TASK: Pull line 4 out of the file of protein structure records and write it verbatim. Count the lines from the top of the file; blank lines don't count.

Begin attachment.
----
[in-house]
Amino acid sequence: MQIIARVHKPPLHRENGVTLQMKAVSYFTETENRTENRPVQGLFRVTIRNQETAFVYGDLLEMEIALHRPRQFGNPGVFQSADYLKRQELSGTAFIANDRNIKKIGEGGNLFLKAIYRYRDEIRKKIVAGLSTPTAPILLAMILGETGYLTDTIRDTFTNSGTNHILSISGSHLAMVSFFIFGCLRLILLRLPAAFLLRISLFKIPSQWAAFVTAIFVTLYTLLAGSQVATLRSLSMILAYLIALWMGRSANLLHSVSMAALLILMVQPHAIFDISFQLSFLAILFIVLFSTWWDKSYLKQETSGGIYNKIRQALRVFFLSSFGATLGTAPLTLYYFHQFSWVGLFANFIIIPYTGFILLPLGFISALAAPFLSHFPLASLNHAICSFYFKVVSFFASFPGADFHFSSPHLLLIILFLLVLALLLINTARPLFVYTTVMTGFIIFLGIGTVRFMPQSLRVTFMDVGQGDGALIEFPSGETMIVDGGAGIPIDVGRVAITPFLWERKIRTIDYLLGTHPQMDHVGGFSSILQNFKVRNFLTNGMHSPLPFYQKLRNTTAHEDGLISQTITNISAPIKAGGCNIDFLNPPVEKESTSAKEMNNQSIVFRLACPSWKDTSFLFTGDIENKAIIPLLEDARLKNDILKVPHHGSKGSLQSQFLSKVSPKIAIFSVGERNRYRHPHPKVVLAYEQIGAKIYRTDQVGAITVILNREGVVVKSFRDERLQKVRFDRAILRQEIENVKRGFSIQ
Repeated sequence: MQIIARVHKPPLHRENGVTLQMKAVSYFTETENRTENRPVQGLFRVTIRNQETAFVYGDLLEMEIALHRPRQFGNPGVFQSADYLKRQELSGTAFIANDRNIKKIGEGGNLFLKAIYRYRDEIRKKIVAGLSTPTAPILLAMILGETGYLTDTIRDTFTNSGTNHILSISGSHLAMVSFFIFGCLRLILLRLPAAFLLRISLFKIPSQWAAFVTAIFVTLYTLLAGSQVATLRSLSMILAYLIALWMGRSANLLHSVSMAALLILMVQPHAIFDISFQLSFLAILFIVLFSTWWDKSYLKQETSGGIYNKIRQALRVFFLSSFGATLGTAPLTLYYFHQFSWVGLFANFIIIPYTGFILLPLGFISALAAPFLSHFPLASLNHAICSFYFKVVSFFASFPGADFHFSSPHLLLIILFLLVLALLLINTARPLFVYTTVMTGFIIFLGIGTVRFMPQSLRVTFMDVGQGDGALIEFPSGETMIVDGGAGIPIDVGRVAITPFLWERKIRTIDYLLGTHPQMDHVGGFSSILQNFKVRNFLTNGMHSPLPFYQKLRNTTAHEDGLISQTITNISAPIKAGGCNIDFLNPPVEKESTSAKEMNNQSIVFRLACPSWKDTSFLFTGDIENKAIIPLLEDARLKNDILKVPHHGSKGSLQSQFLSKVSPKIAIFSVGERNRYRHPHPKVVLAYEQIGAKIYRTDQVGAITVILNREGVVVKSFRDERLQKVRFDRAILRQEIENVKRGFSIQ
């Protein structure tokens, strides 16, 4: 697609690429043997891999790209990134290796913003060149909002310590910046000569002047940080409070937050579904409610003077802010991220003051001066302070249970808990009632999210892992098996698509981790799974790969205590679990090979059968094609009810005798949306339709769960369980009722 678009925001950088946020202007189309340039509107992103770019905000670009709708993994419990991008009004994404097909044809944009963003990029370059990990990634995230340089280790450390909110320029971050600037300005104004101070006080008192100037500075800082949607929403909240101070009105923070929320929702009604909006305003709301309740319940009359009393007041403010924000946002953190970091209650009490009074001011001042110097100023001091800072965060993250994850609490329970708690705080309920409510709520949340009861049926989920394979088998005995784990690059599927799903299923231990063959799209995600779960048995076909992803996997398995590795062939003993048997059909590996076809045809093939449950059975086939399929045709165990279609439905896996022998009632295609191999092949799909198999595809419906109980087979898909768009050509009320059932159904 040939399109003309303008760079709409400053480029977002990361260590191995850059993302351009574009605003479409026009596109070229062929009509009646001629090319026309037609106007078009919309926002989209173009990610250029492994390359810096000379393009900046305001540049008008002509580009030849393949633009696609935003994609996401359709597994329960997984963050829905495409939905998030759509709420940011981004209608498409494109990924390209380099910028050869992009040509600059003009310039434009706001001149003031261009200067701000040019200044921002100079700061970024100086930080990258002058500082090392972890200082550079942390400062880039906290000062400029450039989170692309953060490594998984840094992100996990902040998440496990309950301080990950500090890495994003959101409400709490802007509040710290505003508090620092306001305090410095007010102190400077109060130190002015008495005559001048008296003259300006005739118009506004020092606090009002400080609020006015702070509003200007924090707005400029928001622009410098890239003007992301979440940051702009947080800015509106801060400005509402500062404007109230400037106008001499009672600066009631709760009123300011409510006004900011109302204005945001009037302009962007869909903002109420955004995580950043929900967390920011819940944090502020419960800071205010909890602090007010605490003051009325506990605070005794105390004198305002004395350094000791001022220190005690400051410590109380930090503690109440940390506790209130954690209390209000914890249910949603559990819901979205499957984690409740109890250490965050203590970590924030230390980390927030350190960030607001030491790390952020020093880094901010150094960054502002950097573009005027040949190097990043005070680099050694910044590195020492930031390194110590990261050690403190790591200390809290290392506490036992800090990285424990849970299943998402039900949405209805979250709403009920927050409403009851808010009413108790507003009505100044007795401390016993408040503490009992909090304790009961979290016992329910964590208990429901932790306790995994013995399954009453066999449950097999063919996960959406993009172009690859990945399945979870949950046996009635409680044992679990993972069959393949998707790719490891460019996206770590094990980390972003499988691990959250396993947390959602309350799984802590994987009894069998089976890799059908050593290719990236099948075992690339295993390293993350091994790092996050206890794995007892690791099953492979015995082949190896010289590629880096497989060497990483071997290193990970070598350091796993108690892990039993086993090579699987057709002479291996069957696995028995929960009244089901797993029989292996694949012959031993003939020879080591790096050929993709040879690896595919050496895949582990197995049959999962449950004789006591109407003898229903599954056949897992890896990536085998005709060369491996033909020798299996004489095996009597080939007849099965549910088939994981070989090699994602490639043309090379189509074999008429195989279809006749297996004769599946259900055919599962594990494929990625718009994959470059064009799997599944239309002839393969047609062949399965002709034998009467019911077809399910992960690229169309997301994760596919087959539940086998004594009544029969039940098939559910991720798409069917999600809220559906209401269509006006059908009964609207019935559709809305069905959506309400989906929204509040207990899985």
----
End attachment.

């Protein structure tokens, strides 16, 4: 697609690429043997891999790209990134290796913003060149909002310590910046000569002047940080409070937050579904409610003077802010991220003051001066302070249970808990009632999210892992098996698509981790799974790969205590679990090979059968094609009810005798949306339709769960369980009722 678009925001950088946020202007189309340039509107992103770019905000670009709708993994419990991008009004994404097909044809944009963003990029370059990990990634995230340089280790450390909110320029971050600037300005104004101070006080008192100037500075800082949607929403909240101070009105923070929320929702009604909006305003709301309740319940009359009393007041403010924000946002953190970091209650009490009074001011001042110097100023001091800072965060993250994850609490329970708690705080309920409510709520949340009861049926989920394979088998005995784990690059599927799903299923231990063959799209995600779960048995076909992803996997398995590795062939003993048997059909590996076809045809093939449950059975086939399929045709165990279609439905896996022998009632295609191999092949799909198999595809419906109980087979898909768009050509009320059932159904 040939399109003309303008760079709409400053480029977002990361260590191995850059993302351009574009605003479409026009596109070229062929009509009646001629090319026309037609106007078009919309926002989209173009990610250029492994390359810096000379393009900046305001540049008008002509580009030849393949633009696609935003994609996401359709597994329960997984963050829905495409939905998030759509709420940011981004209608498409494109990924390209380099910028050869992009040509600059003009310039434009706001001149003031261009200067701000040019200044921002100079700061970024100086930080990258002058500082090392972890200082550079942390400062880039906290000062400029450039989170692309953060490594998984840094992100996990902040998440496990309950301080990950500090890495994003959101409400709490802007509040710290505003508090620092306001305090410095007010102190400077109060130190002015008495005559001048008296003259300006005739118009506004020092606090009002400080609020006015702070509003200007924090707005400029928001622009410098890239003007992301979440940051702009947080800015509106801060400005509402500062404007109230400037106008001499009672600066009631709760009123300011409510006004900011109302204005945001009037302009962007869909903002109420955004995580950043929900967390920011819940944090502020419960800071205010909890602090007010605490003051009325506990605070005794105390004198305002004395350094000791001022220190005690400051410590109380930090503690109440940390506790209130954690209390209000914890249910949603559990819901979205499957984690409740109890250490965050203590970590924030230390980390927030350190960030607001030491790390952020020093880094901010150094960054502002950097573009005027040949190097990043005070680099050694910044590195020492930031390194110590990261050690403190790591200390809290290392506490036992800090990285424990849970299943998402039900949405209805979250709403009920927050409403009851808010009413108790507003009505100044007795401390016993408040503490009992909090304790009961979290016992329910964590208990429901932790306790995994013995399954009453066999449950097999063919996960959406993009172009690859990945399945979870949950046996009635409680044992679990993972069959393949998707790719490891460019996206770590094990980390972003499988691990959250396993947390959602309350799984802590994987009894069998089976890799059908050593290719990236099948075992690339295993390293993350091994790092996050206890794995007892690791099953492979015995082949190896010289590629880096497989060497990483071997290193990970070598350091796993108690892990039993086993090579699987057709002479291996069957696995028995929960009244089901797993029989292996694949012959031993003939020879080591790096050929993709040879690896595919050496895949582990197995049959999962449950004789006591109407003898229903599954056949897992890896990536085998005709060369491996033909020798299996004489095996009597080939007849099965549910088939994981070989090699994602490639043309090379189509074999008429195989279809006749297996004769599946259900055919599962594990494929990625718009994959470059064009799997599944239309002839393969047609062949399965002709034998009467019911077809399910992960690229169309997301994760596919087959539940086998004594009544029969039940098939559910991720798409069917999600809220559906209401269509006006059908009964609207019935559709809305069905959506309400989906929204509040207990899985």